Wednesday, July 10, 2013

Garlic myths

I've been researching the commercial farming of garlic for a story I'm working on. Now, I understand that larger-scale farming works differently from the small scale of my backyard garden, but I can't reconcile the garlic-growing advice with my experience.

According to the experts, garlic is this finicky, fragile thing that requires: full sun, huge amounts of fertilizer, constant weeding, and bubble wrap when harvesting. Above all, according to some experts, it should never, ever, on pain of something really awful, be pulled out of the ground instead of gently dug up. The scapes (stems) must be removed to maximize the bulb size (forsaking the edible and plantable bulbils at the end of the scapes). Oh, and it must, to avoid getting some sort of mutant plant, be grown from cloves, and not the bulbils that grow at the top of the stem.

I know that anecdotal evidence isn't science, but here's my rebuttal:

The bottom bulb is a special early variety that we decided to stop growing a couple years ago, but we keep finding a few that we missed from prior years, sort of like a weed with benefits.

The top bulb is the variety we prefer to grow. It's on a cutting mat, with a 1" grid, so you can see it's about 1 1/4" to 1 1/2" in each direction, which is a pretty average size for this particular variety which only produces four cloves per head.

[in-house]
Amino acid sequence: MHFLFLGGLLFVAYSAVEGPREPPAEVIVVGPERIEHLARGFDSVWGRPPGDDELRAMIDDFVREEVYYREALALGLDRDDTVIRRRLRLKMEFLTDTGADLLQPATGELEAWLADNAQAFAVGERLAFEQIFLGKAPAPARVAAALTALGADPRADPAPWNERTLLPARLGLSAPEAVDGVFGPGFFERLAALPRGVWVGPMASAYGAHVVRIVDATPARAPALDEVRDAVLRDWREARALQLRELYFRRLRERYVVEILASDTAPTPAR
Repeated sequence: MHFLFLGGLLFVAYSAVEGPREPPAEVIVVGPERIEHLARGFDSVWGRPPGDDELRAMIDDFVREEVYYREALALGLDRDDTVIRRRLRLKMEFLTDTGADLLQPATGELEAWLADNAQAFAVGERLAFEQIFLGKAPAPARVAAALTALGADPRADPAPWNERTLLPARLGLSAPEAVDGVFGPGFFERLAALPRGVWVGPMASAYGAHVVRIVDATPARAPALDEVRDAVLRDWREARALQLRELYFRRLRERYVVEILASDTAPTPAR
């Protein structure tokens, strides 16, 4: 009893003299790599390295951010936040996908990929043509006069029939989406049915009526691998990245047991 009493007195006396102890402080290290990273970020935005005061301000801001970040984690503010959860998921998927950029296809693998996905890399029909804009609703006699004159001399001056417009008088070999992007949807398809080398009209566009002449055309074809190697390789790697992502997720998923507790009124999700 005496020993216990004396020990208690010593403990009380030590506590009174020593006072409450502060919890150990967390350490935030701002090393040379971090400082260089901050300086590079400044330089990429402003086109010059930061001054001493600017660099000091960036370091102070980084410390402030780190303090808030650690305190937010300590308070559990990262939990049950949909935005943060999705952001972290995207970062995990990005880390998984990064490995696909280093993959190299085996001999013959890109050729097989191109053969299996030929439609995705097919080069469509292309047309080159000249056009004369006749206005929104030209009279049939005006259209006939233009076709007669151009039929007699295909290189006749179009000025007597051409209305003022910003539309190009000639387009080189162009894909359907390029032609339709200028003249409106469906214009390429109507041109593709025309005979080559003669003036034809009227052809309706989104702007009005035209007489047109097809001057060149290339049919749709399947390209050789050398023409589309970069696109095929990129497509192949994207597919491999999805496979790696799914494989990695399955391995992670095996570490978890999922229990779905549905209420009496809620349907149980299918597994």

It grew in partial shade, no fertilizer, no weeding, the scape was left intact, and it was pulled from the ground. Worse than that, it grew from a bulbil that fell in the middle of the main path of the garden a few years ago, and it grew on top of landscape fabric, in the inch or so of dirt and decomposed mulch that accumulated there.

I have one patch of garlic that was started with some bulbils tossed into the corner of the garden, and that has produced admittedly small heads of garlic for probably close to ten years now. It does take longer to grow garlic to a good size from the bulbils, but the end product is indistinguishable from the clove-grown plants. There are weeds and brambles and even a small sapling in the middle of this patch. It's in dappled shade. No fertilizer in all this time, other than perhaps some leaf mulch from leaves that fell from the tree obscuring the sunshine.

One summer, about five years ago, I decided to clear out that corner patch to use it for something else, and I spent weeks digging out every single bulb I could find. The next spring, thousands (not exaggerating here, for once) of sprouts emerged from the cloves I missed. I figured that corner was meant to be a garlic patch, and now I just leave it alone: no weeding, no fussing, just a summer harvest of dozens of small (usually just two cloves instead of four) heads.

It makes me wonder, though, how much of farming is based on agricultural science and how much is based on handed-down wisdom that may not be wise at all.

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